Interview by Howie Rhee.

Duke I&E: Tell us about your background and your time at Duke. Which programs were you in?
AR: Well, before coming to law school in 2008, I was living in New York and pursuing an acting career. While I was working steady, it wasn’t the life I wanted to lead–I couldn’t see a way to ever stop waiting tables, to have a family, etc. The only thing that ever interested me as much as acting was the law; it absolutely fascinated me. I didn’t want to come to Duke originally, only applying because they seemed interested in me. But I came down to Admitted Students Weekend and knew Duke was the place for me. I fell in love with the school and the area. How could you not? Of course, after I got my JD I stayed for the LLM in Law and Entrepreneurship instead of going the firm route. I didn’t end up practicing law, but I wouldn’t change a day of the experience.

Duke I&E: What was your goal, career wise, upon leaving the program?
AR: Coming into law school, I figured I’d litigate–after all, I was an actor at heart! But as I went through the JD, I began to realize that the classes that really excited me were the business law classes, not the ones preparing you for trial practice. I also didn’t want to be the tiniest cog in the biggest machine. Because of that, the LLM came along at the perfect time. I met a bunch of people in the Triangle startup community, I learned a ton, and I think it set me up to be successful. I wanted what I did to matter. I wanted to build something.

Duke I&E: How’d you get connected to your current startup?
AR: Through a DukeGEN event! Last year, I was coming off an unsuccessful startup, and so I was hitting the streets, taking meetings and networking. So of course I went to the DukeGEN event, and there I met Aaron Dinin, who did his undergraduate work at Duke and was back in the Triangle with his startup, RocketBolt. RocketBolt was about to begin the Fall 2013 program at The Startup Factory, and at the time it was just Aaron and his co-founder, Matt Hofstadt. So it was what I was looking for: a talented but small team, who needed a lot of help in a lot of areas… not because they didn’t know what they were doing, but because they DID know.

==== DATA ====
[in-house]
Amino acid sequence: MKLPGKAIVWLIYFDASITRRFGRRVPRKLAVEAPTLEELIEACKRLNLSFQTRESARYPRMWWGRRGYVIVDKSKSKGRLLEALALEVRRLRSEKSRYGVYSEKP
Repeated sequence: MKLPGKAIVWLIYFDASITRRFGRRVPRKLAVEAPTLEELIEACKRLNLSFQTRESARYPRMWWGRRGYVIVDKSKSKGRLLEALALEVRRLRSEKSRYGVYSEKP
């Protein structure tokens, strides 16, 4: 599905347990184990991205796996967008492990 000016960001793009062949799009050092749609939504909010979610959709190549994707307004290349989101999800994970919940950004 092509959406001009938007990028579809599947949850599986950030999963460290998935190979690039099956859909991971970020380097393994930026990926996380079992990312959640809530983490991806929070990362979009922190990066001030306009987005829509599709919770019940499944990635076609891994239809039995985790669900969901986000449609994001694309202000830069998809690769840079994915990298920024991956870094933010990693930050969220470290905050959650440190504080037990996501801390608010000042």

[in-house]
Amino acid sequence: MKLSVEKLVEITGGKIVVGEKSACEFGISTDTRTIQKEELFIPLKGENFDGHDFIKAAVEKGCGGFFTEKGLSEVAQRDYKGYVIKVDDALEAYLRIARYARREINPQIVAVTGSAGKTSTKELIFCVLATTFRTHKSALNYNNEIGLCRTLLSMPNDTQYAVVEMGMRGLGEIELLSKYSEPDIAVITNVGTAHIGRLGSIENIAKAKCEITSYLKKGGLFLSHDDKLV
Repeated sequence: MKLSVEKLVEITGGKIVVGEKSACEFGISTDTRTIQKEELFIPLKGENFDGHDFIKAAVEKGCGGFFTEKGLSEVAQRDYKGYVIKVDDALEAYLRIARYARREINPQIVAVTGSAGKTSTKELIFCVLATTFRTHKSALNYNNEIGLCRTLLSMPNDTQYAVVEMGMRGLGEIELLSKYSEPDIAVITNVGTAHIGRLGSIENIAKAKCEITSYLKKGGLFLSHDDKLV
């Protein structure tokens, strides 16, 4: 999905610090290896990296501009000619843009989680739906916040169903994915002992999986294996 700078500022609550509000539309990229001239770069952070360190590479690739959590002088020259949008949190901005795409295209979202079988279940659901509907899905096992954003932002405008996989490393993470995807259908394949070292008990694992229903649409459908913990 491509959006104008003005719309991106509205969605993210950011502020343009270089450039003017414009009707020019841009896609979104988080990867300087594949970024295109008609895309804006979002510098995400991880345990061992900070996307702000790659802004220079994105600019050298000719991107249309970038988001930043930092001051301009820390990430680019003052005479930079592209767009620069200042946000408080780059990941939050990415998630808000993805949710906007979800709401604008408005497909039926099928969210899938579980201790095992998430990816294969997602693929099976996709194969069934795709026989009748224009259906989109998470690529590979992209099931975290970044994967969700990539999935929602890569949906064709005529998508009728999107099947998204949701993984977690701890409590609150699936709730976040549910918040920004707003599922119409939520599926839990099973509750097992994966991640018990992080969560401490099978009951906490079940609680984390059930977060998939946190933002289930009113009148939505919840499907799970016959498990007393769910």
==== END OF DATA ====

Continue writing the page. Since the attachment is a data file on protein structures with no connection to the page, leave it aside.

The cliche I keep hearing is that “a startup is like a marriage.” Well, I joined RocketBolt through a process that was very much like dating–Aaron and I exchanged cards at the DukeGEN event, and then he emailed me and we got coffee at Mad Hatter. We liked each other enough to move into a trial period, they liked my work, and the rest is history.

Duke I&E: Tell us about RocketBolt. And about your role there.
AR: Online customer acquisition is fundamentally broken. Websites spend money on advertising to generate leads and drive traffic to their website, and they set up email marketing to nurture those leads and convert them to customers. But the overwhelming majority of the website’s traffic leaves the website without converting into customers, or even giving the business a way to keep in touch. Because the business didn’t activate these leads by capturing contact information, they’re wasting money on both advertising and nurturing. Until now, good lead activation optimization has only been within reach of larger companies who can afford developers and experienced teams poring over analytics and A/B testing data to make slow, incremental steps toward better conversion. But with RocketBolt, creating and testing new lead activation funnels takes just minutes instead of weeks, and can be done by anyone – no coding skills required.

I’m no developer, so they don’t let me near the technical stuff. But I’m involved in pretty much every other part of the business – customer acquisition, strategy, business development… every day is a new challenge, which is exactly what I was looking for!

Duke I&E: What did you wish you had known when you were a student, that you know now?
AR: Nothing. I don’t say that to be funny; I’m glad that, because I didn’t know things, I’ve had struggles and failures and uncertainty. It’s shaped the entrepreneur (and person) I’ve become.

Duke I&E: Anything else you’d like to share with Duke students and alumni?
AR: Use the Duke network! It’s filled with people you want to know, who can help you, and who want to help you. Get out there and meet people; you’ll be glad you did. And when that network gives you a leg up, and helps you become successful, remember where you came from and pay it forward. My favorite entrepreneurial quote is “a rising tide lifts all boats.” That’s how I see the Duke community, and I’d like to think it’ll always be that way.